What is Cancer?

Normally, cells grow and divide to form new cells. When these cells become old or damaged, they die and are replaced by new cells. This process is controlled by genes. However, sometimes, this orderly process does not occur. Old and damaged cells do not die, and new cells continue dividing even when the body does not need them. As a result, a mass of tissue—a ‘tumour’ or ‘lump’—is formed.cancer-new-tr

This tumour or lump can be benign or malignant. Benign tumours are not cancers, while malignant tumours are made of cancer cells. Benign tumours usually grow slowly and do not spread to other parts of the body, while malignant tumours grow more quickly and invade adjoining parts of the body or spread to other organs. A cancer cell is a cell with the ability to grow out of control and invade other tissues. In most cases, cancer cells form a tumour; however, in some cases, such as leukaemia, there may not be any tumour. In this book, only malignant tumours or cancers are discussed.

Cause of Cancer

The exact cause of cancer is unknown. What is known is that cancer is caused by damage to the genes that control cell division and growth. All cancers are genetic because they are caused by abnormal genes. This damage to genes is a result of interactions between a person’s genetic factors and external factors, including:

  • physical agents, such as ionising radiation

  • chemical agents, such as tobacco smoke

  • biological agents, such as infections from bacteria and viruses.

Ageing is another factor for the development of cancer. The risk of cancer increases dramatically with age, which is most likely due to a build-up of risks for those cancers that increase with age.

Spread of Cancer

Cancer spreads in three ways:

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  • local spread: cancer invades the surrounding normal tissue

  • through lymph vessels: cancer invades the lymph system and travels through the lymph vessels to other parts of the body

  • through blood vessels: cancer invades the capillaries and veins and travels through the blood vessels to other parts of the body.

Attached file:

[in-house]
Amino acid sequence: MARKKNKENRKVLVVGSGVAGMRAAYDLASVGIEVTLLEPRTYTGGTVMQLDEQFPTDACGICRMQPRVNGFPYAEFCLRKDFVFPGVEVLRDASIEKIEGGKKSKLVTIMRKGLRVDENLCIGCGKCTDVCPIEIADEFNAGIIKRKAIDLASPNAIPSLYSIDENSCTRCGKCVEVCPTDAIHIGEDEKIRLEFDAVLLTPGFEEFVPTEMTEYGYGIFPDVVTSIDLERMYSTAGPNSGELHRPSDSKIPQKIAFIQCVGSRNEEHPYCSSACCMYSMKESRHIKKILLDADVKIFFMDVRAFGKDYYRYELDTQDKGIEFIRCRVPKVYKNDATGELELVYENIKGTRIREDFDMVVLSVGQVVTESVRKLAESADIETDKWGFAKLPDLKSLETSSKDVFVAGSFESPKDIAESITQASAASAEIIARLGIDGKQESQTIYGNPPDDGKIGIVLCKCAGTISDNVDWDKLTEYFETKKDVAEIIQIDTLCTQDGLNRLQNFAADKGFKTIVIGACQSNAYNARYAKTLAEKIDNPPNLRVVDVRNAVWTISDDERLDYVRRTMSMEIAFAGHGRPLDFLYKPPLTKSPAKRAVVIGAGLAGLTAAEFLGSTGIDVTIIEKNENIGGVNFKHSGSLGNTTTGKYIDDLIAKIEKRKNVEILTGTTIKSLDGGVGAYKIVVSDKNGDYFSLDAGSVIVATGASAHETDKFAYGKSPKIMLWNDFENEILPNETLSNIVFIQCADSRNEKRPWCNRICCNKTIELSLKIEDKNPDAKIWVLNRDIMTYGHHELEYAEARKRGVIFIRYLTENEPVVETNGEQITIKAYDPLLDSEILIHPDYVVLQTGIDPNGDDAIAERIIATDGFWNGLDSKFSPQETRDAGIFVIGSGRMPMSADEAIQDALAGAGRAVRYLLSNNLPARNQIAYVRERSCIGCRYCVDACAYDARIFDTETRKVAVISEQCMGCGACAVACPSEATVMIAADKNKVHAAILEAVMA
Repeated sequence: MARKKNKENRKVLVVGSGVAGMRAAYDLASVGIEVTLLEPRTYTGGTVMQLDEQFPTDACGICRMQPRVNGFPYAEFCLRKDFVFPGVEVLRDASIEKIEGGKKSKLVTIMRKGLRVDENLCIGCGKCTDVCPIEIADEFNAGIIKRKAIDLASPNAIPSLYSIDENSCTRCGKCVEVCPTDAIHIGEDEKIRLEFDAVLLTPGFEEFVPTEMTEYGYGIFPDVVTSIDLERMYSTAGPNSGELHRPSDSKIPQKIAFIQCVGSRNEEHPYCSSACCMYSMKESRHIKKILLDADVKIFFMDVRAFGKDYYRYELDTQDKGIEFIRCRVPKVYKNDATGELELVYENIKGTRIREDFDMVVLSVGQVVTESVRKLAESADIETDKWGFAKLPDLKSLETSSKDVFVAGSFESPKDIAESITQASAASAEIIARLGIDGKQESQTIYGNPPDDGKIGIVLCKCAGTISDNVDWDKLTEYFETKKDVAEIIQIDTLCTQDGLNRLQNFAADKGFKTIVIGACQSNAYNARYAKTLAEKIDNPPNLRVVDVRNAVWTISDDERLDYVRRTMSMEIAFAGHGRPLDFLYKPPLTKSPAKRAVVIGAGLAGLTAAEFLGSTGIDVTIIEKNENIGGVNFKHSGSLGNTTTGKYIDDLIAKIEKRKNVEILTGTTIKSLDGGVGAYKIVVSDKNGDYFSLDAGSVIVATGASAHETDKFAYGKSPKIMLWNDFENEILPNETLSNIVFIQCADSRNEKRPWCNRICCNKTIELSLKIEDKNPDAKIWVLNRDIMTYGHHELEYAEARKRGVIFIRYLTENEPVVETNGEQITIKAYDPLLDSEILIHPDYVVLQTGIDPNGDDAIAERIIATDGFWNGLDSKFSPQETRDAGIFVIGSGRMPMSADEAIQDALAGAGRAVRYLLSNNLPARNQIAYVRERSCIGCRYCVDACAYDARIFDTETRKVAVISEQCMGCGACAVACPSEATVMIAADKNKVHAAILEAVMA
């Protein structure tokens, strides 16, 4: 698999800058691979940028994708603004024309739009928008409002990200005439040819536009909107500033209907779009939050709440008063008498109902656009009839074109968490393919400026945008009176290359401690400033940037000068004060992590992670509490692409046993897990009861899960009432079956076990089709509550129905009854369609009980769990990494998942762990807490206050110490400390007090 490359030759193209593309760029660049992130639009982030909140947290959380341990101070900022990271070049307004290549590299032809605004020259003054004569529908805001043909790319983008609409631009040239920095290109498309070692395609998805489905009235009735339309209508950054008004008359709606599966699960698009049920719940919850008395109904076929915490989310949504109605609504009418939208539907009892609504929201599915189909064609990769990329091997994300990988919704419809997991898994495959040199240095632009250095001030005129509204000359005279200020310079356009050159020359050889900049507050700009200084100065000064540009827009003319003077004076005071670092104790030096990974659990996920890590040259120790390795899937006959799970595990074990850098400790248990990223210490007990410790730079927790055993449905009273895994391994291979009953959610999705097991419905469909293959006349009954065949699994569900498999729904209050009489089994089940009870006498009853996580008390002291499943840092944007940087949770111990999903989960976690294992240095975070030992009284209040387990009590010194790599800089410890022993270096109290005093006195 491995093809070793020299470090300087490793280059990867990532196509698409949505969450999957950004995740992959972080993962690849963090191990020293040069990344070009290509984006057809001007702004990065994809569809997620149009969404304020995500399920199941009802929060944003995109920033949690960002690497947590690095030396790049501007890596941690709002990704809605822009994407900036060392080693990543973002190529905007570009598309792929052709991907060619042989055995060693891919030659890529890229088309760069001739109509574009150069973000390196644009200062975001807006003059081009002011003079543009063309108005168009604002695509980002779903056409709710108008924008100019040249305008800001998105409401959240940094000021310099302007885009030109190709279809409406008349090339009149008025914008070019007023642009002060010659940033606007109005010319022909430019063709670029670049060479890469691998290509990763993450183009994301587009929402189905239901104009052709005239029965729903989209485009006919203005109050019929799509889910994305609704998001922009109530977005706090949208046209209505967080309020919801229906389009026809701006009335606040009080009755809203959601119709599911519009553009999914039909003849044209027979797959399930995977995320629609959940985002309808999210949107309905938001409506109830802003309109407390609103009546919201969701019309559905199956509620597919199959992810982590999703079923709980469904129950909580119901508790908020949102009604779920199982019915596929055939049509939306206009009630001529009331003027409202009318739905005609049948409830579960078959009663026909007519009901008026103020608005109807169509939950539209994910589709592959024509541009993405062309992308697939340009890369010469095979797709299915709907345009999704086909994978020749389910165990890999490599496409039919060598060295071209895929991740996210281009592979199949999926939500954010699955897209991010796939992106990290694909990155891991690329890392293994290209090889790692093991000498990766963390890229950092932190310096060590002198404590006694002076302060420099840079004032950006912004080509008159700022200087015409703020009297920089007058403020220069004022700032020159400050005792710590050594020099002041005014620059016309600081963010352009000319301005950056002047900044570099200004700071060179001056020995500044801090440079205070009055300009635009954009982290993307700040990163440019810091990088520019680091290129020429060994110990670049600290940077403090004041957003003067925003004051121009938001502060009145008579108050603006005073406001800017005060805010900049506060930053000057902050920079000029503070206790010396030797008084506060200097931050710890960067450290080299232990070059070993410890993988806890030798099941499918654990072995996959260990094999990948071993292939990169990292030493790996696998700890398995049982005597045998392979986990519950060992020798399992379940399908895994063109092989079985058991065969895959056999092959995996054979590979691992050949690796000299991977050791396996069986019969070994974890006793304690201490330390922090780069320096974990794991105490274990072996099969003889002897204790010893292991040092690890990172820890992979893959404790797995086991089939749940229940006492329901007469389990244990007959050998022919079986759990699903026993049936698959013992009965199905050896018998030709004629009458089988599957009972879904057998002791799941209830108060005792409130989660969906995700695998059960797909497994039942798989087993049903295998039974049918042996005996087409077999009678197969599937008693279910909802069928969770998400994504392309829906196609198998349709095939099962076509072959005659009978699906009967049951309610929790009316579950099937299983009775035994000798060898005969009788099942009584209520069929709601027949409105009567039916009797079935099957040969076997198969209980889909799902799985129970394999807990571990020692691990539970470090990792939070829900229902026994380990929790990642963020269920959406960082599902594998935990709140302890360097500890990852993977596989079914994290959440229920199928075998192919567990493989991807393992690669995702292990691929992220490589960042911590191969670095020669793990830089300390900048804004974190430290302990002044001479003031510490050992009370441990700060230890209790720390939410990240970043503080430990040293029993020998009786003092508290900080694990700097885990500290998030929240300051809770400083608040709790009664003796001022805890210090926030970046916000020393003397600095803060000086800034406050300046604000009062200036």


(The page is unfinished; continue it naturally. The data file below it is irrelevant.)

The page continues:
Primary and Secondary Malignant Cancers

The location where cancer cells first develop is the ‘primary’ cancer. When these primary cancer cells break away and are carried in the blood or lymph vessels to other parts of the body, this is ‘secondary’ or ‘metastatic’ cancer. This process is called ‘metastasis’. For example, breast cancer can spread to the bones when it is metastatic breast cancer. Metastatic or secondary cancers contain original cancer cells.

Types of Cancer

There are many types of cancers. These are named after the cells or tissues in which they began. Some types of cancers are as follows:

  • Carcinomas: these begin in the lining of internal organs or the skin.

Examples are squamous cell carcinoma (SCC) and adenocarcinoma.

Almost 85% of all cancers are carcinomas.

  • Sarcomas: these begin from connective tissues that support the body organs, such as the bones, cartilage and tendons. An example is osteosarcoma.

  • Leukaemia: this arises from blood cells.

  • Lymphomas: these arise from lymph tissues.

Genetic and Inherited Cancer

All cancers are genetic because cancer is caused by abnormal genes. When a damaged gene is passed from one generation to another, it is said to be inherited. For example, FAP and hereditary breast and ovarian cancer are inherited cancers. Only a very small percentage of cancers (five to 10%) are inherited.

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Please note that a new book on cancer ‘DO I HAVE CANCER?’ is now available for sale in many online stores around the world. This book is a ‘one stop shop’ for cancer information. If you would like to get a copy of the book, you can click on the links below:

Balboa Press, Amazon, Barnes & Noble

Or if you are in Australia, you can order a copy of the book for AUD 20.00 including postage charge by ordering at: nareshparaj@hotmail.com. You will be sent a payment link through PayPal and the book will be posted upon  receiving payment.